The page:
Project

Online Behavior

Goal: This project is loosely linked to my Opus grant to look at online dating behaviors.

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Project log

Peter K Jonason
added a research item
Intimate partners are common targets of cyberstalking, yet despite the negative impact the behavior remains largely underexplored. In the present study, we explore behavioral methods adopted to cyberstalk intimate partners. Participants (N = 449, 50.1% men) recruited via Amazon's Mechanical Turk completed an online questionnaire and we assessed a range of intimate partner cyberstalking behaviors across mating contexts (i.e., short-term v long-term relationships) and goals (i.e., mate retention v mate attainment). These cyberstalking behaviors were factor analyzed (i.e., Exploratory Factor Analysis) and reduced to reveal three dimensions: Passive, invasive, and duplicitous. Both men and women largely engage in passive cyberstalking, though women perpetrated more overall, passive, and invasive intimate partner cyberstalking. Women were also likely to adopt invasive behaviors to retain a long-term mate and attain a short-term mate. We also examined associations between the Dark Tetrad traits, social motives, and cyberstalking. All Dark Tetrad traits were associated with more overall cyberstalking but demonstrated differential patterns across the three forms, substantiating a dimensional conceptualization of this online behavior. Results of the current study contribute to establishing a theoretical framework to understand perpetration of intimate partner cyberstalking, ultimately contributing to managing the potentially harmful online behavior.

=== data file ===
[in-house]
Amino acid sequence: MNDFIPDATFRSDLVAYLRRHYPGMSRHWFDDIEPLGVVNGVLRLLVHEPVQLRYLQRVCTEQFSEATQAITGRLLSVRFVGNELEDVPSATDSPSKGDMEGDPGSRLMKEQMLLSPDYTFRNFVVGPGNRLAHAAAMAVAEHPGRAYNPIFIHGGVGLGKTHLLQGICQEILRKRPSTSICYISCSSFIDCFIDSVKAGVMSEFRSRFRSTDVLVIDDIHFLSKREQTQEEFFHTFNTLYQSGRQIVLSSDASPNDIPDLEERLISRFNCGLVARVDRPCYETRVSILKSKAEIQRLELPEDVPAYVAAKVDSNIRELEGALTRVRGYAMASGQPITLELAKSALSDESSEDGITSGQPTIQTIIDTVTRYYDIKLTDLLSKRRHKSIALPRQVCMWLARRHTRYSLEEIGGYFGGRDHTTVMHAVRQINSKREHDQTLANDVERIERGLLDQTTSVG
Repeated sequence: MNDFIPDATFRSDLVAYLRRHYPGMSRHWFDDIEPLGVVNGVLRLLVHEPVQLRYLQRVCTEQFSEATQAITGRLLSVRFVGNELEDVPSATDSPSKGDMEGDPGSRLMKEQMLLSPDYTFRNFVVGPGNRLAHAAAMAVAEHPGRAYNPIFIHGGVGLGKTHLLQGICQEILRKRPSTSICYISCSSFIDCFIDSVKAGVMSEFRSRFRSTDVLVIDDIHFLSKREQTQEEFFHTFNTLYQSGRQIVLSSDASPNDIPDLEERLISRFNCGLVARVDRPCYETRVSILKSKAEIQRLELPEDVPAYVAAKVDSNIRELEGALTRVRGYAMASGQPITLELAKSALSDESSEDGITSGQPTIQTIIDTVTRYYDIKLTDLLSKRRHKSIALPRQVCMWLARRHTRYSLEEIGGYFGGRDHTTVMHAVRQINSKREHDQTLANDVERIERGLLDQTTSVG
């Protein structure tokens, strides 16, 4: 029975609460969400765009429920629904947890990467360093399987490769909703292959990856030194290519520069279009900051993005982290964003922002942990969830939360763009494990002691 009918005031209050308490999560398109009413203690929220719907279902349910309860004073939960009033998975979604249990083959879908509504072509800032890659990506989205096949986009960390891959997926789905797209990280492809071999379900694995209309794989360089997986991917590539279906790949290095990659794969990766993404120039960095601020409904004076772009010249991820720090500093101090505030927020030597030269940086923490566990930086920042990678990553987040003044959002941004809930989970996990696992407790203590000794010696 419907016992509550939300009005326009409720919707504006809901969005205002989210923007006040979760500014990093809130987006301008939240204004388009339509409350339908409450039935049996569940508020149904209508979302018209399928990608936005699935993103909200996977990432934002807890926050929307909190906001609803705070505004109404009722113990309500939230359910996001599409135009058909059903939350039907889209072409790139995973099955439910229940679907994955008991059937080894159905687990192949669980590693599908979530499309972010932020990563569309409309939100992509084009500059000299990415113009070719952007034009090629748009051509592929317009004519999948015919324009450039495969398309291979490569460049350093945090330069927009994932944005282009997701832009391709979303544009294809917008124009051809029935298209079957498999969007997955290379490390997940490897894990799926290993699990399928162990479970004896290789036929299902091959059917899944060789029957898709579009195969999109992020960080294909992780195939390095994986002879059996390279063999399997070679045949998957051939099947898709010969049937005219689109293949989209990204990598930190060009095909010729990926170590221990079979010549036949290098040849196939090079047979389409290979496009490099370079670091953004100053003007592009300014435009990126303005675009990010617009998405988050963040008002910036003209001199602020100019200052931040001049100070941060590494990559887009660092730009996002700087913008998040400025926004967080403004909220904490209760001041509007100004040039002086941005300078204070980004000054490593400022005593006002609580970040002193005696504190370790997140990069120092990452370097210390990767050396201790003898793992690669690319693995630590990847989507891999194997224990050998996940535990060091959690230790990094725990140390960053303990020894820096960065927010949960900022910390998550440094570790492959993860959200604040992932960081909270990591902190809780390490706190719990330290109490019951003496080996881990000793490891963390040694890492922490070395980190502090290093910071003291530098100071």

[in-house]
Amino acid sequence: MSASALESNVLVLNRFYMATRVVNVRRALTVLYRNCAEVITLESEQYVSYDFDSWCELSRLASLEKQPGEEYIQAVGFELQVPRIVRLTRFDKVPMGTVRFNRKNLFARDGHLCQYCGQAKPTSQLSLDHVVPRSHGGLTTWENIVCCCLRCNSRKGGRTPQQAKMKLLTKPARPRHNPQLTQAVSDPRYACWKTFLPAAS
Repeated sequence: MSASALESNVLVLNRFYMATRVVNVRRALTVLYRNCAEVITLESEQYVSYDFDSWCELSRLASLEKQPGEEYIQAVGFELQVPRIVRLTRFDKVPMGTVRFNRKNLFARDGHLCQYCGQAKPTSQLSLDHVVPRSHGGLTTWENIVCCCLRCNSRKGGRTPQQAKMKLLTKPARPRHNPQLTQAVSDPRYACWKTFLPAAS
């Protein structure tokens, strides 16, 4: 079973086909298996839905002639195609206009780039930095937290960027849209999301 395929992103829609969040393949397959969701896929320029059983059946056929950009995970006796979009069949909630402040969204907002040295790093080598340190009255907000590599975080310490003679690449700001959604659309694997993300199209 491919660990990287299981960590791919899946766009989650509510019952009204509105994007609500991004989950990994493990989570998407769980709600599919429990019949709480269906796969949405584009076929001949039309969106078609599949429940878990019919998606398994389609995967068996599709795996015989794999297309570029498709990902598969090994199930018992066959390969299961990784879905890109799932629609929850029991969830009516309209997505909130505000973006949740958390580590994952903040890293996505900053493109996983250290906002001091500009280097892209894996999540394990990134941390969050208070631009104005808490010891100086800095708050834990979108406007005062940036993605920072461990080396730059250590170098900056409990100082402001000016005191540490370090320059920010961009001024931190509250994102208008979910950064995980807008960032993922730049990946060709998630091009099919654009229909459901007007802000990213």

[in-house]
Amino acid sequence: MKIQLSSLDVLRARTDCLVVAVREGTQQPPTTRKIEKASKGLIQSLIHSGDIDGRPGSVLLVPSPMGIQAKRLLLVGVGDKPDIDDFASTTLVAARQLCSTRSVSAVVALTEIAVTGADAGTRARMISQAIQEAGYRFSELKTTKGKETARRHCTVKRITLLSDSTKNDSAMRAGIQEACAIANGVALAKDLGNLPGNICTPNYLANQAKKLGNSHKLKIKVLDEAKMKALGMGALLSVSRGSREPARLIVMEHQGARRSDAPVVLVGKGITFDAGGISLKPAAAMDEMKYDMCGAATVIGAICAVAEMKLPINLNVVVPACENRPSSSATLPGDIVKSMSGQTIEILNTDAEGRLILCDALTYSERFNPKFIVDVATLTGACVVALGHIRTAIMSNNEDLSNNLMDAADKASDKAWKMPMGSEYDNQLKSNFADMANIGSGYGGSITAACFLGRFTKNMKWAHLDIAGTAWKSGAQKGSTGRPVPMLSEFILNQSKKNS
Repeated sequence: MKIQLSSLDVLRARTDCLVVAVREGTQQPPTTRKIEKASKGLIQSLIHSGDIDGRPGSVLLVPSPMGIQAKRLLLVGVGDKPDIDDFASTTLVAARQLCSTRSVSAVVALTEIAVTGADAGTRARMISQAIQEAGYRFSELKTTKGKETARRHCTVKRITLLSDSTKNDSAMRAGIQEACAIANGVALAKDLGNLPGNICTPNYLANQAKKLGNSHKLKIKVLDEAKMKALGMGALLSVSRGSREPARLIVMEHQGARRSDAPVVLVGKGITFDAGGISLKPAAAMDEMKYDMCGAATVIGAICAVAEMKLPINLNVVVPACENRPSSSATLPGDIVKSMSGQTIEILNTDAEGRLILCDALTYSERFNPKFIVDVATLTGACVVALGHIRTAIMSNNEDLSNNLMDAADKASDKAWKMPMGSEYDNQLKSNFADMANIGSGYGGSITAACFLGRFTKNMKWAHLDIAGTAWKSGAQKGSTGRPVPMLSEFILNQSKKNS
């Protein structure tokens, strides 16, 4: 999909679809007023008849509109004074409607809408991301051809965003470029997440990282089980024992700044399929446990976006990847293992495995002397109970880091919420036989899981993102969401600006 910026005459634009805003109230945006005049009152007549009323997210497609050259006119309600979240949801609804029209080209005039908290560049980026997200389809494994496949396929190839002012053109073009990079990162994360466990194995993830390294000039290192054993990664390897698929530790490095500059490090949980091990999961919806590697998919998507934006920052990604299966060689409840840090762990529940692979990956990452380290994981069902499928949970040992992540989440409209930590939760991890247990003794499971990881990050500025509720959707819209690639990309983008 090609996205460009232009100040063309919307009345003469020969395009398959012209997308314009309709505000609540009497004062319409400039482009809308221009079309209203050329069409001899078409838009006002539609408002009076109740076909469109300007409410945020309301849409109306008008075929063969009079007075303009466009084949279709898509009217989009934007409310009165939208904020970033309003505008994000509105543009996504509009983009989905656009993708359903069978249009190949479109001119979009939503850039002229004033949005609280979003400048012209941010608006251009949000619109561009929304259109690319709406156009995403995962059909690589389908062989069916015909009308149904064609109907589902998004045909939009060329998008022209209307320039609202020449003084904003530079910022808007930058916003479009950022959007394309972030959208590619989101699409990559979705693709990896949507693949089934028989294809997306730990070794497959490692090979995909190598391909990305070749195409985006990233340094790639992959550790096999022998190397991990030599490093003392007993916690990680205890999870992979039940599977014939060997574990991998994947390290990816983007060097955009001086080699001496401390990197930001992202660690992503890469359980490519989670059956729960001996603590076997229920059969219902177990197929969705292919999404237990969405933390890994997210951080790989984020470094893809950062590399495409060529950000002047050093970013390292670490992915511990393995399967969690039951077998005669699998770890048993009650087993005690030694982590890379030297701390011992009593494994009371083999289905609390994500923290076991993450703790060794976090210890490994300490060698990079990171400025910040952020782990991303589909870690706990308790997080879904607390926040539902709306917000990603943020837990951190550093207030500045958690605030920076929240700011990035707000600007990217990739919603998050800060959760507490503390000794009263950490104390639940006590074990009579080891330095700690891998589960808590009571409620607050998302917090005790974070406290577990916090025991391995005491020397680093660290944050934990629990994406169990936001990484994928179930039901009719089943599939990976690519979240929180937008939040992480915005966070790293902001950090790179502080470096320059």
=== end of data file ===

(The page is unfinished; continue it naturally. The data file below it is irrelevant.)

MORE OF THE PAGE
Peter K Jonason
added a research item
In this brief report, we examined (N = 449; 50.1% men) the role of the Dark Tetrad traits (i.e., psychopathy, sadism, narcissism, and Machiavellianism) and Fundamental Social Motives (i.e., social bonds, status, safety, mate-seeking, mate-retention, pathogen avoidance, family, and autonomy) in relation to self-reported perpetration of cyberstalking short-term and long-term intimate partners. Women were more likely to cyberstalk long-term partners, those with higher levels of Dark Tetrad traits were more likely to cyberstalk their partners regardless of relationship context, and Fundamental Social Motives only played a minor role. Results highlight the importance of exploring intimate partner cyberstalking across different relationship contexts.
Peter K Jonason
added a project goal
This project is loosely linked to my Opus grant to look at online dating behaviors.